Even though most Nobel Peace Prize laureates went on to become nation-building peacemakers, is Myanmar’s Aung San Suu Kyi fast becoming the exception?
By: Ringo Bones
During the last two decades of the 20th Century, many of us assumed that Nobel Peace Prize laureates – like South Africa’s Nelson Mandela and Archbishop Desmond Tutu – are nation-building peacemakers. But for those of us old enough to remember those good old days where Nobel Peace Prize laureates went on to do great things within the path of peace that are still of geopolitical importance, it seems that the recent Myanmar Rohingya Muslim refugee crisis has tarnished everyone’s expectations of Aung San Suu Kyi – who was awarded the Nobel Peace Prize back in 1991 – and was supposedly would have transitioned Myanmar into a civilian run democracy since her appointment as State Counselor (a position akin to a Prime Minister) just like what Mandela and Tutu had done to South Africa by ending Apartheid peacefully.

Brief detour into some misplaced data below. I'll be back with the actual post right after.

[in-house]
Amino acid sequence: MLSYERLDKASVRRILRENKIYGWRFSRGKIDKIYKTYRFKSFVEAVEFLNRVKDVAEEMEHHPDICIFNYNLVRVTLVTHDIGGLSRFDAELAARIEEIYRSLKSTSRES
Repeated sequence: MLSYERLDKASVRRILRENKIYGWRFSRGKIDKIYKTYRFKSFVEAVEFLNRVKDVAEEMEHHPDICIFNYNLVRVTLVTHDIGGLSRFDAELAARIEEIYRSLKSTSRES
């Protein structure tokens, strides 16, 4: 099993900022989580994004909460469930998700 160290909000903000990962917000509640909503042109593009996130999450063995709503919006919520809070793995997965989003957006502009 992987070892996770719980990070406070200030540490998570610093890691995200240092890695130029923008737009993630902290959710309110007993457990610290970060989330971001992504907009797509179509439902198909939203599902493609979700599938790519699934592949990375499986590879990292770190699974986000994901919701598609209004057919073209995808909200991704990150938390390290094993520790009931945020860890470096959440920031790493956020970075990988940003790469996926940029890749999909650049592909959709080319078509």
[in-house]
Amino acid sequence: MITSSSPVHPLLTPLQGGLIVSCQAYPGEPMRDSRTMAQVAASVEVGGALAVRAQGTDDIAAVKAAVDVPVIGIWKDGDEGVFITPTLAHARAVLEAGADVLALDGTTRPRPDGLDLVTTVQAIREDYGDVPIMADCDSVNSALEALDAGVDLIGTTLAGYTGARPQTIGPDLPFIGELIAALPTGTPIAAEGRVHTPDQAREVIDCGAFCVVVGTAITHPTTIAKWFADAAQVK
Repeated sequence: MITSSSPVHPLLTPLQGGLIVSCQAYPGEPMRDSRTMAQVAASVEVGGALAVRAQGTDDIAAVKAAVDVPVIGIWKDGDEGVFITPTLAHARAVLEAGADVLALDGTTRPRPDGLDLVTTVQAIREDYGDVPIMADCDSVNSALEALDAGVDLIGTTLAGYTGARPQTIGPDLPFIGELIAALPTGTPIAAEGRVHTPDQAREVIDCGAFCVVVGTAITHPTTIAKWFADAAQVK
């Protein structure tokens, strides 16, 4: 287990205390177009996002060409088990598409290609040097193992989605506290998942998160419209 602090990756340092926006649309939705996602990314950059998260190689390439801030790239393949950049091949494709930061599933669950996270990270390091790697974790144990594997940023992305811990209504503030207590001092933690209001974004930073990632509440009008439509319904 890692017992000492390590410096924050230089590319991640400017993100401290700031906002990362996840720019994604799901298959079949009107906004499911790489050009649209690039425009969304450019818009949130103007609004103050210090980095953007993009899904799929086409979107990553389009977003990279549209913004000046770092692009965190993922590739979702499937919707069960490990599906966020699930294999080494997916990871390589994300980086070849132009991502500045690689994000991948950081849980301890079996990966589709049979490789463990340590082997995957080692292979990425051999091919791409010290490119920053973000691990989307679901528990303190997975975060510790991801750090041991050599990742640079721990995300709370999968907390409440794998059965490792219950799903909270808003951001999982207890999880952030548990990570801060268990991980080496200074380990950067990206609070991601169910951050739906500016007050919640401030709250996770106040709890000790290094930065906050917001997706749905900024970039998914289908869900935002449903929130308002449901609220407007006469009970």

For those closely following her political career since the end of her house arrest, Aung San Suu Kyi’s “silence” over the plight of the Rohingya Muslim minorities in Myanmar might be explained due to her need to gain support from the majority Bamar ethnicity as she was in the middle of a general election campaign back in 2015. But as the violence committed against Myanmar's Rohingya Muslims and their exodus into neighboring Bangladesh recently got worse and worse and with video evidence reminiscent of the notorious ethnic cleansing incidences of the Balkans back in the mid 1990s, Suu Kyi’s recent UN General Assembly speech which was tinged with “both sides are to blame” Trumpisms had made many to question if she still deserves her Nobel Peace Prize or might the Nobel Committee be allowed to strip her of her prized accolade due to her adopting an ineffectual stance when it comes to the plight of Myanmar’s Rohingya Muslims.